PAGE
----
Friday, 31 August 2018

A history of Bitcoin – told through the five different groups who bought it

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The recent fluctuations in Bitcoin’s value are just the latest in a series of spectacular peaks and troughs since it was created in 2009. (Though its price has been falling recently, it remains five times higher than last April, before the latest major peak began.)
Commentators are often dismissive of Bitcoin buyers, writing them off as naive victims of a fraudulent bubble. But if we look more carefully, we can trace the history of Bitcoin through five key narratives. Each has drawn in a different group of buyers and in doing so contributed to its long-term growth in value.

Wednesday, 4 July 2018

Bourdieu, art and financial value

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The Painter on his way to work,
by Vincent van Gogh
Source: Wikipedia
Pierre Bourdieu’s work on symbolic value in the field of cultural production is surprisingly useful as a model for explaining the value of financial assets. As my recent posts have argued, financial value depends on symbolic narratives that claim certain qualities for the assets concerned and seek to associate them with particular theories of value. Bourdieu's account of the art market examines similar processes of attributing value to works of art.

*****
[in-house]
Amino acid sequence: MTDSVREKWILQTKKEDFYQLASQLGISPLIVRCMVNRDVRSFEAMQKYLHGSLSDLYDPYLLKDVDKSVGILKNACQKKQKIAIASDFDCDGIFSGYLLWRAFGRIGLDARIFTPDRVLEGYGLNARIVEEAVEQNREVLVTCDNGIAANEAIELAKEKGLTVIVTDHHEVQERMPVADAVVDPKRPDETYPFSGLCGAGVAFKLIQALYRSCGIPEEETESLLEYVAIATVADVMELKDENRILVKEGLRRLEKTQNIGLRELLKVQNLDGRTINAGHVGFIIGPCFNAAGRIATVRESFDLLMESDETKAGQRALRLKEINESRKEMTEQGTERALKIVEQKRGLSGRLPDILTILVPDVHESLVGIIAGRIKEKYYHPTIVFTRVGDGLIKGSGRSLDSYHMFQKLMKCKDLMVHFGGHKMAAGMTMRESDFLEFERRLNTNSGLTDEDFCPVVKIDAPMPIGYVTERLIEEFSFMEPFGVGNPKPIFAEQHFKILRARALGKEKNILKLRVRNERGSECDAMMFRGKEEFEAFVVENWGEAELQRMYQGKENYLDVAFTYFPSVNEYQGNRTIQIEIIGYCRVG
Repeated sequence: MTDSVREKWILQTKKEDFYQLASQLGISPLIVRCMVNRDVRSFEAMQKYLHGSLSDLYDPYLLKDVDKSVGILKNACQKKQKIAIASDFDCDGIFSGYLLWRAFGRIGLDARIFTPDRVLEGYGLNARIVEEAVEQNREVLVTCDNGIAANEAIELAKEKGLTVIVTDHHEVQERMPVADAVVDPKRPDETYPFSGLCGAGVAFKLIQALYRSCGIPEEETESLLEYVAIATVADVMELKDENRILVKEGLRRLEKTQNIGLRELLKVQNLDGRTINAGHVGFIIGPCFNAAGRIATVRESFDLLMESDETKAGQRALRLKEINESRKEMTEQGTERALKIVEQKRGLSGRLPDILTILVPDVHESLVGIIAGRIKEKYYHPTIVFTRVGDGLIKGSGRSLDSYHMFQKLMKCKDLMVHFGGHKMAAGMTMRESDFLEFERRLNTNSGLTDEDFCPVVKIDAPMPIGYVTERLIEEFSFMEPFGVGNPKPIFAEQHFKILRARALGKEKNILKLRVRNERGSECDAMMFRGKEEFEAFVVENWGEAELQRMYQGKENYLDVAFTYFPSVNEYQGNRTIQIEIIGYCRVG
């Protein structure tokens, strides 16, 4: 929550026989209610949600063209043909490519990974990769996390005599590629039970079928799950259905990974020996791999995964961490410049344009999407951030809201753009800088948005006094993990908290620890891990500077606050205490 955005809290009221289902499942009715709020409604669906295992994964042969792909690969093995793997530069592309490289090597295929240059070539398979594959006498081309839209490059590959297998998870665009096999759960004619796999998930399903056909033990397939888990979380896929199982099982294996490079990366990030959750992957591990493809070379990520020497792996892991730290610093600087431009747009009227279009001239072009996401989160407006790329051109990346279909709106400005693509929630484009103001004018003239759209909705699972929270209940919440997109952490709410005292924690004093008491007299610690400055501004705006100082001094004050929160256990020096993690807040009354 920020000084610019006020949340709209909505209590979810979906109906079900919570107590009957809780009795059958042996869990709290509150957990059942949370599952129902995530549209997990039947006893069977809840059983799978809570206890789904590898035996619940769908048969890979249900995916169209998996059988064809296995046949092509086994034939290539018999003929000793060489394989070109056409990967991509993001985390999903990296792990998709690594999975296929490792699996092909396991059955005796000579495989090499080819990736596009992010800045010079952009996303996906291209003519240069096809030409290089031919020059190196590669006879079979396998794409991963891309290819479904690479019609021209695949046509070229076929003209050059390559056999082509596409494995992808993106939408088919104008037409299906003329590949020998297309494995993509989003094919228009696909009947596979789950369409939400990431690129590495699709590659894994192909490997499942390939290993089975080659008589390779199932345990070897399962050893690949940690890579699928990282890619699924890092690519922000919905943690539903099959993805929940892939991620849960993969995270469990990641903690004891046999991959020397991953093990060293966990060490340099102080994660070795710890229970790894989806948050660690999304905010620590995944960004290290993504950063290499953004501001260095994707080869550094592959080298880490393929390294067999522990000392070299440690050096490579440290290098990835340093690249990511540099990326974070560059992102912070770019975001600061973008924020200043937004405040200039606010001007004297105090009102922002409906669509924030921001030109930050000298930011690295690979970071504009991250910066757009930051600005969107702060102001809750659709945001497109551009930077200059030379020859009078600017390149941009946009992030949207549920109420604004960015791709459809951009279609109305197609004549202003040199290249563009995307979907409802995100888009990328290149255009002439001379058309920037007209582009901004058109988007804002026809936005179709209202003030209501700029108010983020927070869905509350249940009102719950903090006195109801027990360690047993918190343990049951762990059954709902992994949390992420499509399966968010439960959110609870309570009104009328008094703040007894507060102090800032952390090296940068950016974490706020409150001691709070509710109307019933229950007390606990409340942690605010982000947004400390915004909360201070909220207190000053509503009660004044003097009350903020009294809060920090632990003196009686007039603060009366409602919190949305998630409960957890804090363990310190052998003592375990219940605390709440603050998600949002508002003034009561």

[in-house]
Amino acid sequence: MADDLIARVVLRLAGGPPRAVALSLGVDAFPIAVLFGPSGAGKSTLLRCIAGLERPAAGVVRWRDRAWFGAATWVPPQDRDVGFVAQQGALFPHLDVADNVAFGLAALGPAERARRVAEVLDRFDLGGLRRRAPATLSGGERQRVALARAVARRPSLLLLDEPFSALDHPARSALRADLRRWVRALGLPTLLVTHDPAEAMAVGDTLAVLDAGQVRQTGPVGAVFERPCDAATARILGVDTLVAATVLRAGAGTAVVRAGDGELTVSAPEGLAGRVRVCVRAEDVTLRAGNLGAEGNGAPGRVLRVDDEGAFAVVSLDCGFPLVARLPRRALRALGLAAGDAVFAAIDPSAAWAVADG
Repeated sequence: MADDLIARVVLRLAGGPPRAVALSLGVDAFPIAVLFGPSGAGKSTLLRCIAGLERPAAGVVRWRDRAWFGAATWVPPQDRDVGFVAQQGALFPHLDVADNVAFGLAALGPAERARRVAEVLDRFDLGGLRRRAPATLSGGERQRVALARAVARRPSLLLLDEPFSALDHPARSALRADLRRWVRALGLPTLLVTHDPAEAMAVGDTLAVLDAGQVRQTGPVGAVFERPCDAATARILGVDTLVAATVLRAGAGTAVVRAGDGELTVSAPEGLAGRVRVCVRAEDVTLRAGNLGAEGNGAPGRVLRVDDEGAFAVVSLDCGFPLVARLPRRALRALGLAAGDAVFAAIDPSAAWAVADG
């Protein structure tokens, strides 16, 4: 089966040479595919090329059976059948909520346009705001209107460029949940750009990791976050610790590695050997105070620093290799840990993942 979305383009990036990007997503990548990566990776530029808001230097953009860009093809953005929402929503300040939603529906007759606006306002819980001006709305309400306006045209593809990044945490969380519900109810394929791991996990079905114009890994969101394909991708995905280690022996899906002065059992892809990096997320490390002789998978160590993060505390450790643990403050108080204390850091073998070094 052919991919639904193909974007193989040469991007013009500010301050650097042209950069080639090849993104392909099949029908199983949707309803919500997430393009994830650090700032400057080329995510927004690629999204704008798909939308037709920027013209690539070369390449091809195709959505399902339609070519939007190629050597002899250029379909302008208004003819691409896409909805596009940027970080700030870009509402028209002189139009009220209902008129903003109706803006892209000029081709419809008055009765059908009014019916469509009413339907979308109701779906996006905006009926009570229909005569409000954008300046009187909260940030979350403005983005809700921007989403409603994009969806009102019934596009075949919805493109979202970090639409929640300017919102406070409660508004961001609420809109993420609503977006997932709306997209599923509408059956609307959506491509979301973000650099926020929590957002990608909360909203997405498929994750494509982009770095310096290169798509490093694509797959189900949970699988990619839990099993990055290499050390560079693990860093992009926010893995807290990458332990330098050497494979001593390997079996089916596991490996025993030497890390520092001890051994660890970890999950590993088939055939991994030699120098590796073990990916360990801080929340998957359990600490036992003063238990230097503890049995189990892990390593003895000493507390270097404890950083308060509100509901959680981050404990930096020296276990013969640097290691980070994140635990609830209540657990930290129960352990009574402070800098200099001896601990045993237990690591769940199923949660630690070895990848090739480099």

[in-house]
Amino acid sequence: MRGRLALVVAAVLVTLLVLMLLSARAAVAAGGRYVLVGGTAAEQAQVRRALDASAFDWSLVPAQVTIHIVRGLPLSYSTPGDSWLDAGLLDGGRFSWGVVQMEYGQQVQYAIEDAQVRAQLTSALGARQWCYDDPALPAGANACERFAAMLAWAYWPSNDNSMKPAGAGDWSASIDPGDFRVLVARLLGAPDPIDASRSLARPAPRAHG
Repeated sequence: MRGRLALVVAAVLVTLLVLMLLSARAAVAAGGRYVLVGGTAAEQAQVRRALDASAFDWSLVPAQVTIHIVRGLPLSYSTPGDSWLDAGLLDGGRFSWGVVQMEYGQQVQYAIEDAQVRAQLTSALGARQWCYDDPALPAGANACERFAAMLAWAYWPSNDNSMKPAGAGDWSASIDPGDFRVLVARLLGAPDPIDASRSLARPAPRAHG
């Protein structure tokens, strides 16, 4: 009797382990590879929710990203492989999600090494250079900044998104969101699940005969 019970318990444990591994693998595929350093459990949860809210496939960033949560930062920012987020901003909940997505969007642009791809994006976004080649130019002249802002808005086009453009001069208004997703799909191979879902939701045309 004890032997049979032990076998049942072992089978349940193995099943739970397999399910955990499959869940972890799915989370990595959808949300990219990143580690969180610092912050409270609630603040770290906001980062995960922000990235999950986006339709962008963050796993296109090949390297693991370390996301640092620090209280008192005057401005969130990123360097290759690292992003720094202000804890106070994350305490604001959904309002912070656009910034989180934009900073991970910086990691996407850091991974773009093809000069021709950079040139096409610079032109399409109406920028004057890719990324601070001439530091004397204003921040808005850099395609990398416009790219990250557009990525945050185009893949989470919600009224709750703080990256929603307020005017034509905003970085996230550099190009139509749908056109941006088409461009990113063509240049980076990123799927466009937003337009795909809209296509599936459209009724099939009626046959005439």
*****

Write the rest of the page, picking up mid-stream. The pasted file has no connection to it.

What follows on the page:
Thursday, 7 June 2018

Conventions and the value of financial assets

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John Maynard Keynes
Source: Wikimedia Commons
For mainstream economists, the prices of financial assets like shares and derivatives are determined by objective assessments of the future revenue streams that the holder of the asset is entitled to. But it is far more plausible to see them as the outcome of interactions between a variety of different financial valuation conventions, or lay theories of value as I called valuation conventions in my earlier post. This post reflects on the contributions of John Maynard Keynes, André Orléan and Jens Beckert to explaining how valuation conventions influence financial asset values.

Sunday, 4 March 2018

Towards a new theory of value

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Source: Wikimedia Commons

The value of a thing, as I argued in my last post, is the price it ought to exchange at. Different people may assess the value of a thing differently, but to reach agreement on values, they need to offer explanations of those assessments in terms that other people can find reasonable. Usually this means that they will need to invoke socially acceptable standards of value to justify their assessments.

Saturday, 3 March 2018

What is value?

Economics needs a theory of value, but the existing theories are thoroughly inadequate. In this post I briefly introduce the key elements of an alternative theory. This is the first output from a one year project on the construction of financial value, which has been kindly funded by the Independent Social Research Foundation

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Source: R M Media Ltd